"If you believe in yourself, you will have brains, heart and courage to last your whole life through..." So declares Dorothy to her new-found friends as they finally find the way to realize their hopes and dreams in the spectacular musical movie, "The Wiz," a Motown Production for Universal Release.
This humble yet profound bit of philosophy is not only the keynote of the film but is also a reflection of the attitudes of many of the main principals involved in bringing "The Wiz" to the motion picture screen.
Ultimately, it was four men – producer Rob Cohen, director Sidney Lumet, screenwriter Joel Schumacher and production designer Tony Walton – who initially took on the task of creating a lavishly-mounted production that would be driven by the high-energy music of today and boast the look of a highly imaginative tomorrow. Starring in this fantastic, fun-filled and often awe-inspiring filmed trip through a magical land are Diana Ross, Michael Jackson, Nipsey Russell, Ted Ross, Lena Horne, and Richard Pryor as The Wiz.
For Cohen, "The Wiz" has been almost a total way of life ever since he first saw the smash hit show on Broadway early in 1975. Later, after he persuaded Universal to buy the movie rights, he got down to the real challenge of how to adapt the show to the screen.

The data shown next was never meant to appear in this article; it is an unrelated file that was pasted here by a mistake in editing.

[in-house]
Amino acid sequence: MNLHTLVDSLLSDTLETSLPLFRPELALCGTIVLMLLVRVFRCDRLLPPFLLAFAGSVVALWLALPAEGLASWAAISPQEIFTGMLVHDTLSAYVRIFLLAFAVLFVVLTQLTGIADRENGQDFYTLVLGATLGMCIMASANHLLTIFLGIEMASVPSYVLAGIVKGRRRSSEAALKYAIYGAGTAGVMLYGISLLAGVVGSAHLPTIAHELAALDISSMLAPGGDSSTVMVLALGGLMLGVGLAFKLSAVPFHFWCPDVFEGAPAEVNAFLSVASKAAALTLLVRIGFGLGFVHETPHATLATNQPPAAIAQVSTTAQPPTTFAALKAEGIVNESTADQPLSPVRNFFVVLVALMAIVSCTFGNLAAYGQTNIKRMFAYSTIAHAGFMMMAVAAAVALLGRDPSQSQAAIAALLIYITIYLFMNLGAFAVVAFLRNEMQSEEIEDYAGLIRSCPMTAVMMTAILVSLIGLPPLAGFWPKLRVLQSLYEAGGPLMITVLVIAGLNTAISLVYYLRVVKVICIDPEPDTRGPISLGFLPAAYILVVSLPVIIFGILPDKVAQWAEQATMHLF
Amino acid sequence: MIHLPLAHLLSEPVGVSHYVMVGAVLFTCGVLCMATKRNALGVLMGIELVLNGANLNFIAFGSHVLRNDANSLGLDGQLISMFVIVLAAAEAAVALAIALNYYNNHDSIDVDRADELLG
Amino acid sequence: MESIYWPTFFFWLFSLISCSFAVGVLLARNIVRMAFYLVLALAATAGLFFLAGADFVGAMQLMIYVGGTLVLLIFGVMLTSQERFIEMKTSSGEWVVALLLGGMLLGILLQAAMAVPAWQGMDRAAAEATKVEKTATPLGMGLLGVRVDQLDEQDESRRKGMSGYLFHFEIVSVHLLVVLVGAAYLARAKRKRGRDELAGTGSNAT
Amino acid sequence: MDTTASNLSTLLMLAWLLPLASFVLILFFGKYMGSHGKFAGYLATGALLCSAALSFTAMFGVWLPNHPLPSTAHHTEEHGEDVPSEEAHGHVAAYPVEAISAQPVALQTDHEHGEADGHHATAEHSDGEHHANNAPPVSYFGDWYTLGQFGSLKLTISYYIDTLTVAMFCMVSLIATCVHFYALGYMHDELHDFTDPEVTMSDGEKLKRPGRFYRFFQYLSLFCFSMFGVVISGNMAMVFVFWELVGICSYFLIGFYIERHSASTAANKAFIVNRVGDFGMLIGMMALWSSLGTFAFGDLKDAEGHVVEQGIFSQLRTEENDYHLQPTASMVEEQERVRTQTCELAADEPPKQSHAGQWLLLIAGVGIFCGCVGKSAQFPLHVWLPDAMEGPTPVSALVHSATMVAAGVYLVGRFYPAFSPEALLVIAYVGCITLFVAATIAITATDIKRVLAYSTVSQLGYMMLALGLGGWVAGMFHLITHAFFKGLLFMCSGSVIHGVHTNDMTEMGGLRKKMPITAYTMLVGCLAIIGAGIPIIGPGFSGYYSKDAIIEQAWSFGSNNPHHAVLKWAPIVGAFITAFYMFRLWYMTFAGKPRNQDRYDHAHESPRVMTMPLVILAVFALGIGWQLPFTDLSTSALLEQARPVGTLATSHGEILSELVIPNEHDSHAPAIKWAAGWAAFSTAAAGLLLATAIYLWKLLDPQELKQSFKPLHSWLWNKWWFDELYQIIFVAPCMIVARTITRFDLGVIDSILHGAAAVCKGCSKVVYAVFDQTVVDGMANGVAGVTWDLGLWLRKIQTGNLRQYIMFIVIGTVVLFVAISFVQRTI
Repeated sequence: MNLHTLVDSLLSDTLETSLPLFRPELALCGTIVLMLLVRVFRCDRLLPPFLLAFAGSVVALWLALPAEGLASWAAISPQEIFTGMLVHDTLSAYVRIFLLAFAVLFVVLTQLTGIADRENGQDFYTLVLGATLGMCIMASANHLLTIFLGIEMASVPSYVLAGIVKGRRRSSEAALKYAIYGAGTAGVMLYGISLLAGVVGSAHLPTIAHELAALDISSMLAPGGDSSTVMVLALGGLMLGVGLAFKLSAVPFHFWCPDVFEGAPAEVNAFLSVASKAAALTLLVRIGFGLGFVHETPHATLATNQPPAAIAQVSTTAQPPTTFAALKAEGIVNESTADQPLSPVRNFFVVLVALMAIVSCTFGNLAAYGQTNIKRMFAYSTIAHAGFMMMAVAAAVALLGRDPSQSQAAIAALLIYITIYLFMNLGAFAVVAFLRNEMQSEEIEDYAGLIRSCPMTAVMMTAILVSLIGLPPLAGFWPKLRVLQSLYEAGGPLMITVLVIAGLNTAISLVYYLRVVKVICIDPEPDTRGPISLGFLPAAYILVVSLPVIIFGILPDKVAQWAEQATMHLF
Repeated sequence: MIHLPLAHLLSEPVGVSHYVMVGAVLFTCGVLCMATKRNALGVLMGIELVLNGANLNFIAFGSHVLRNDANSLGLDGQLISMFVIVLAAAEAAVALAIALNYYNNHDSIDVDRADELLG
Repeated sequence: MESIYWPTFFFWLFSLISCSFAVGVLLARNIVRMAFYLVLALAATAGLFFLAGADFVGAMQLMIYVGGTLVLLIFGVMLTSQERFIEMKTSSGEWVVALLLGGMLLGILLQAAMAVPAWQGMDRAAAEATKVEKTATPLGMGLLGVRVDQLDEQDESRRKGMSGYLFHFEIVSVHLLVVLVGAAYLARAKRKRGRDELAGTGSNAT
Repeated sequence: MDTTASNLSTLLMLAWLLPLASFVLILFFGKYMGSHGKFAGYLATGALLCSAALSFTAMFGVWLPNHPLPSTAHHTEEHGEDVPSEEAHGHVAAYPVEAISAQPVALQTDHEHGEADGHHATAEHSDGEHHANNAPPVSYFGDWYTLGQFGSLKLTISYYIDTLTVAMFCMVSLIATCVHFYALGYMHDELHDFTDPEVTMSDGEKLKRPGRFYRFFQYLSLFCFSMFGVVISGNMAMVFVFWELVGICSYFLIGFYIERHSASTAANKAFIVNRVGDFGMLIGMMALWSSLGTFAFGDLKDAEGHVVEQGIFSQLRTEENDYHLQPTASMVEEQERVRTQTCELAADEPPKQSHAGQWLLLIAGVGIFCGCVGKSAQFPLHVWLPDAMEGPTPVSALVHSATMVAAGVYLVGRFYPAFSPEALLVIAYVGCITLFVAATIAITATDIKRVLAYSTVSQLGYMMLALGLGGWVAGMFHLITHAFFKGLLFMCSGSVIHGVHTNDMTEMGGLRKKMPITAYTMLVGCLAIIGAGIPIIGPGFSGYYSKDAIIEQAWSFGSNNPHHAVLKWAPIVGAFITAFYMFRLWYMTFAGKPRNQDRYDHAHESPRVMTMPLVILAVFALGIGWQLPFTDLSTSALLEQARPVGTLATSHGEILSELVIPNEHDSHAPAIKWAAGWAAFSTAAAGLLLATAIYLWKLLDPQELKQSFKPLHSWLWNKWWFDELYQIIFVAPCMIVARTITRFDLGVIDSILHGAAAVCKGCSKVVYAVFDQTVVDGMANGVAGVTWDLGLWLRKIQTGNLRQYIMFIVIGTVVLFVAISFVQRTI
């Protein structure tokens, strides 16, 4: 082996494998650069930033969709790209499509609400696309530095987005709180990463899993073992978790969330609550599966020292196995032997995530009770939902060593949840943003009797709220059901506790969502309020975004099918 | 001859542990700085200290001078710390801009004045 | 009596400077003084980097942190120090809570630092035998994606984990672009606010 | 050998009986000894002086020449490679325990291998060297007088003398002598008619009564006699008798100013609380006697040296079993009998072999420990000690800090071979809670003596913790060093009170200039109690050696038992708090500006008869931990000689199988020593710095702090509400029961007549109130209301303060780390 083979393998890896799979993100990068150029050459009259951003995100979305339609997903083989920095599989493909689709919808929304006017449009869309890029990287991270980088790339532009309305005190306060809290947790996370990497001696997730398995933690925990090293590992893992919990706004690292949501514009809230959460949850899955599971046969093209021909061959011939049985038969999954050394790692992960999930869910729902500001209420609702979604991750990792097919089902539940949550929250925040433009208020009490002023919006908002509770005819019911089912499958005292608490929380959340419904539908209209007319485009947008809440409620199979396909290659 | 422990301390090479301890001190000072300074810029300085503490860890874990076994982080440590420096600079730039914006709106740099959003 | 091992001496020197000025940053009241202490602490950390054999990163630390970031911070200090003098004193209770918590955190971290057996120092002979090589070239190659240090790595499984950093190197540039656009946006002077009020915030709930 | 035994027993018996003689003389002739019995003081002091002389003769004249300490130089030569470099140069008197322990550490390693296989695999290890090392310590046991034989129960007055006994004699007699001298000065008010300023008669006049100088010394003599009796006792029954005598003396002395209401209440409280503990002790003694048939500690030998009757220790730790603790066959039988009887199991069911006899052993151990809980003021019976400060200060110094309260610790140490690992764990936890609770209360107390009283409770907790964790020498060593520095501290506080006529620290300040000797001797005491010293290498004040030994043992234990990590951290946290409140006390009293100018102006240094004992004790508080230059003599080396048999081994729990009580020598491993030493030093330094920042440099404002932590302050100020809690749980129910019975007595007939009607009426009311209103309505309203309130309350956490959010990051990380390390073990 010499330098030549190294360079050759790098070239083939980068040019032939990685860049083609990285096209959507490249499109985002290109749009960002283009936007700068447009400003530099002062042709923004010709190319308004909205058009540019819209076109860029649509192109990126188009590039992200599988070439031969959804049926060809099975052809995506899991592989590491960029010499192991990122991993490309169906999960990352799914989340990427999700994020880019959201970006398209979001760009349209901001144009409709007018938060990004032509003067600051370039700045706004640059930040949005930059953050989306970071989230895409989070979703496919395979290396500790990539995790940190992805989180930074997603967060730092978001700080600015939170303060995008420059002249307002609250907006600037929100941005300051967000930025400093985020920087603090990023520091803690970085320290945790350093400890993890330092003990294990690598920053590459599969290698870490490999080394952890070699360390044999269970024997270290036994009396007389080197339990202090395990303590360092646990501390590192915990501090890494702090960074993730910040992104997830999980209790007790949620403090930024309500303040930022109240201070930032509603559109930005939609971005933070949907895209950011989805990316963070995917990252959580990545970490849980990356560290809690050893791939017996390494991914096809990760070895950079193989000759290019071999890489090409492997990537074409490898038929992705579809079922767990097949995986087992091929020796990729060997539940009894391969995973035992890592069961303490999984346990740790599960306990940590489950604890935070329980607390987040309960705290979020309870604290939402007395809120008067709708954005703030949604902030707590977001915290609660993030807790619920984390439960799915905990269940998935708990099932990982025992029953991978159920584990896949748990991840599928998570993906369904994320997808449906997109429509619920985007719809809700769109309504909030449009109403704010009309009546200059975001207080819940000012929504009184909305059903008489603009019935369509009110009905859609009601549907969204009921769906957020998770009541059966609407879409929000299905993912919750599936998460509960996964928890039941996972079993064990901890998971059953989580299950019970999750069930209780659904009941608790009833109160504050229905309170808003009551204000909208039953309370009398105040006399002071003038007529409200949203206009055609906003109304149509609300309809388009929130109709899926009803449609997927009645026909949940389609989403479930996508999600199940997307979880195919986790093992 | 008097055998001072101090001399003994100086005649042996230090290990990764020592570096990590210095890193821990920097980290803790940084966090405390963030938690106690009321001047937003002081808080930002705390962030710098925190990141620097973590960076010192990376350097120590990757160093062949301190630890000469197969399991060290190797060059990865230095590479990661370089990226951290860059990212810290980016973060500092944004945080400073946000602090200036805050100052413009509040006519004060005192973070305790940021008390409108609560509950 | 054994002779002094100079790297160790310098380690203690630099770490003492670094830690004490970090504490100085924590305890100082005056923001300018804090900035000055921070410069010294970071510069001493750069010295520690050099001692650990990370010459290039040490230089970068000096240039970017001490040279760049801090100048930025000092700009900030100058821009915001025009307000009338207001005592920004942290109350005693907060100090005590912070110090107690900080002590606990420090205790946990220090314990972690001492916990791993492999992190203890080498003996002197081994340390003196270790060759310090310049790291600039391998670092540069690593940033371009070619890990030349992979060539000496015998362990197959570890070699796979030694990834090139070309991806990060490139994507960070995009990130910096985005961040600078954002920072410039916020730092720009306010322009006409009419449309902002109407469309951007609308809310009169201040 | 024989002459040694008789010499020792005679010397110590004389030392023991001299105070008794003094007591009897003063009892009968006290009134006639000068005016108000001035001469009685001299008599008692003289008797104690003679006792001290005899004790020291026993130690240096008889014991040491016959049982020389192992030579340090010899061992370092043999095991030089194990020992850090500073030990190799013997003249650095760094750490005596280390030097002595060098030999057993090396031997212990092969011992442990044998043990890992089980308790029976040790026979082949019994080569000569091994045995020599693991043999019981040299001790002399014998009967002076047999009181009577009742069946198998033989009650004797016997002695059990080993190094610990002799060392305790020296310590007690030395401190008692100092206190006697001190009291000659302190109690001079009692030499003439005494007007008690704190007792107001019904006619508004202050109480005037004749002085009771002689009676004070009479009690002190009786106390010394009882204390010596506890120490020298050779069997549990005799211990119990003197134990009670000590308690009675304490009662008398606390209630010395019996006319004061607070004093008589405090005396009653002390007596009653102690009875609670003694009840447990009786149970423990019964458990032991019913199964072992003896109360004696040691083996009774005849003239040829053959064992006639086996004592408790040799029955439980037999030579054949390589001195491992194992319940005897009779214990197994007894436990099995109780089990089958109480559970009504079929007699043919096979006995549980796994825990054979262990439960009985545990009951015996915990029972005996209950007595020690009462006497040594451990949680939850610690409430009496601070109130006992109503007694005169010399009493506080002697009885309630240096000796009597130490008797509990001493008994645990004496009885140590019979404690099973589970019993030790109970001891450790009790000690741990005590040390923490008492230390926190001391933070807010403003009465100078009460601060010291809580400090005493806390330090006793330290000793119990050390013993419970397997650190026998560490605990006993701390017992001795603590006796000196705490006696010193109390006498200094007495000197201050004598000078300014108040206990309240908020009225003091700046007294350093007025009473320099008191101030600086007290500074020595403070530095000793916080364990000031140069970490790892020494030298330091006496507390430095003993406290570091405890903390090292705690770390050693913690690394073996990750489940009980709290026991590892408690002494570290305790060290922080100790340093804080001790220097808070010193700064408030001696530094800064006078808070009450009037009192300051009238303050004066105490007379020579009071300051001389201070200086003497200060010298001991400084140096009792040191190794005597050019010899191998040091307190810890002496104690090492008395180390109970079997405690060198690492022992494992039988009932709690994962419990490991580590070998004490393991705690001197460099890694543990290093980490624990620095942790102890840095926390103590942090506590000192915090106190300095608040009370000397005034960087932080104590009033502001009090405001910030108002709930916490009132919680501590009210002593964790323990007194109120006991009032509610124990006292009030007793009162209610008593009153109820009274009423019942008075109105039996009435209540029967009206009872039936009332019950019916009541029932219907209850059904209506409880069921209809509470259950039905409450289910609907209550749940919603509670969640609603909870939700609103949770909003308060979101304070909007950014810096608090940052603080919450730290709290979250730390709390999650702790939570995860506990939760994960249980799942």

He soon realized that he couldn't simply re-make the classic 1939 MGM musical, "The Wizard of Oz," starring the then teen-aged Judy Garland. To merely film the stage musical, with its setting also in turn-of-the-century Kansas, was also totally inadequate to the broad conception he had in mind. The only way to go, he decided, was "to do something radically different."
What that was to be became apparent only after Lumet signed on as director. "The use of New York – albeit a fantastically transformed New York – grew out of Sidney being the director," Cohen notes.
"The ideas in the original story by L. Frank Baum, "The Wonderful Wizard of Oz," remain the same," Cohen points out. The notion that was have within us the seeds of whatever we want to be, and that we can be at home wherever we happen to be – this is still the heartbeat of the movie, according to the dynamic young producer.
For Lumet, there were three main considerations – that the production be true to the original book by L. Frank Baum, to the original score for "The Wiz" by Charlie Smalls and to the enormous talents of superstar Diana Ross.
As the highly-imaginative concepts began to take shape and form themselves into a basis for a screenplay that would be a thoroughly modern treatment of the classic story, Lumet signed on other key production personnel, including Ossie Morris as director of photography, Dede Allen as film editor, Quincy Jones as musical director, and Louis Johnson as choreographer.
Finally, on October 3, 1977, "The Wiz" began principal photography. By the time the filming was completed on December 29, 1977, the extraordinary production had become the most expensive film ever made in the City of New York.